Bridgewater sees gold spiking 30% to a record high - 'There is so much boiling conflict'

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  • Gold could spike 30% to a record high of over $2,000 an ounce as central banks allow inflation and political fears mount, Bridgewater Associates boss Greg Jensen told the Financial Times.
  • The Federal Reserve and other central banks won't clamp down on inflation or raise interest rates in the near term, supporting a higher gold price, Ray Dalio's co-chief at the world's largest hedge fund, told the newspaper.
  • "There is so much boiling conflict, that gold being part of a portfolio makes sense to us," Jensen said.
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  • Watch gold trade live here.

Gold could spike 30% to a record high of over $2,000 an ounce as central banks allow inflation and political fears mount, Bridgewater Associates boss Greg Jensen told the Financial Times.

The Federal Reserve and other central banks won't clamp down on inflation or raise interest rates in the near term, supporting a higher gold price, said Ray Dalio's co-chief at the world's largest hedge fund. "That's a big deal."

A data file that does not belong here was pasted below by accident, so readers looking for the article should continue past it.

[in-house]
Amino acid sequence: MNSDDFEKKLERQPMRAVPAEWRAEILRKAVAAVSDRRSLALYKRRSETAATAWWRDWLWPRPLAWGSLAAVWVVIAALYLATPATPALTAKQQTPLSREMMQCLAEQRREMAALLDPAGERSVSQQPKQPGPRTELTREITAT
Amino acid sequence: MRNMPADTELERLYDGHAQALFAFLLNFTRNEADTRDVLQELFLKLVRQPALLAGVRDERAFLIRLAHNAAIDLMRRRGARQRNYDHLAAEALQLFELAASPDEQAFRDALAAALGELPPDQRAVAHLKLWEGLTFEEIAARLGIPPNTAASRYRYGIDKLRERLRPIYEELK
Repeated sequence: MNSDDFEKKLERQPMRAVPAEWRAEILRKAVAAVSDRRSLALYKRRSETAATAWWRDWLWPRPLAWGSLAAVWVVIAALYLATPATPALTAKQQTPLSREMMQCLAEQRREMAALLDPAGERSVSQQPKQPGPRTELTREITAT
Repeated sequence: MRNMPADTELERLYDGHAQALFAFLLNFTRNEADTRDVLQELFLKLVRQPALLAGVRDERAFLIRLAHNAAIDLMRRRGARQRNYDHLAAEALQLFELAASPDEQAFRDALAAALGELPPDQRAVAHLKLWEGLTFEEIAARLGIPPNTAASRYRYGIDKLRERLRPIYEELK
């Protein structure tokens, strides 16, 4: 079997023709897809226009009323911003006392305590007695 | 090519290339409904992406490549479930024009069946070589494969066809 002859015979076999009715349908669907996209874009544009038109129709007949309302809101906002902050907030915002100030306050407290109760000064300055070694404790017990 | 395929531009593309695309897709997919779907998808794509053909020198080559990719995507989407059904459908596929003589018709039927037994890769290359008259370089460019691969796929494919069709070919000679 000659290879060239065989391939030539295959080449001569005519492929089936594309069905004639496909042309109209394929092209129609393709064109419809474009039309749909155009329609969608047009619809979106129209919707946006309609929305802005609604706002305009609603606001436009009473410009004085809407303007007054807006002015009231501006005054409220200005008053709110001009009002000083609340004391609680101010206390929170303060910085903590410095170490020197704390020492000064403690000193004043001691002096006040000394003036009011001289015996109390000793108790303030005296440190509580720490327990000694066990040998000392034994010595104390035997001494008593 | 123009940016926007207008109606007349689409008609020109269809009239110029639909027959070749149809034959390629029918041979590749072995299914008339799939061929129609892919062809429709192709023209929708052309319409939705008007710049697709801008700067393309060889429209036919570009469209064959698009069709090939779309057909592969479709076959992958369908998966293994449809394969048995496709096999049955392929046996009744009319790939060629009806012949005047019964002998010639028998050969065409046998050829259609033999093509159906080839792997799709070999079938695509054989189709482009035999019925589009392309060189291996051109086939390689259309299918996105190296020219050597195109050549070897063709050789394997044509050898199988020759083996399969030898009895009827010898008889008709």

Gold could also benefit from the widening gap between rich and poor Americans, and rising tensions between the US and China, Iran, and others, Jensen told the Financial Times. The FT article didn't specify a time-frame for the gold rally.

"There is so much boiling conflict, that gold being part of a portfolio makes sense to us."

In fact, rising inflation and soaring budget and trade deficits could lead to gold eventually replacing the US dollar as the world's reserve currency, Jensen told the newspaper.

"When you look at the geopolitical strife, how many foreign entities really want to hold dollars?" he said. "What are they going to hold? Gold stands out because it's nobody else's liabilities as a possibility."

The price of gold rose about 13% in 2019. It was up 0.6% at $1,554 at the time of writing on Wednesday.

US stocks are also "frothy" after a decade of outperformance, Jensen told the newspaper, providing another reason to favor gold.

However, other analysts are skeptical of a gold rush.

"Those kind of gains are possible going forward, but we would need to see a major correction in equity markets that drags central banks into further easing," Neil Wilson, chief market analyst for Markets.com, told Business Insider, referring to Jensen's outlook.

"Gold has topped out and may need to consolidate for a while."

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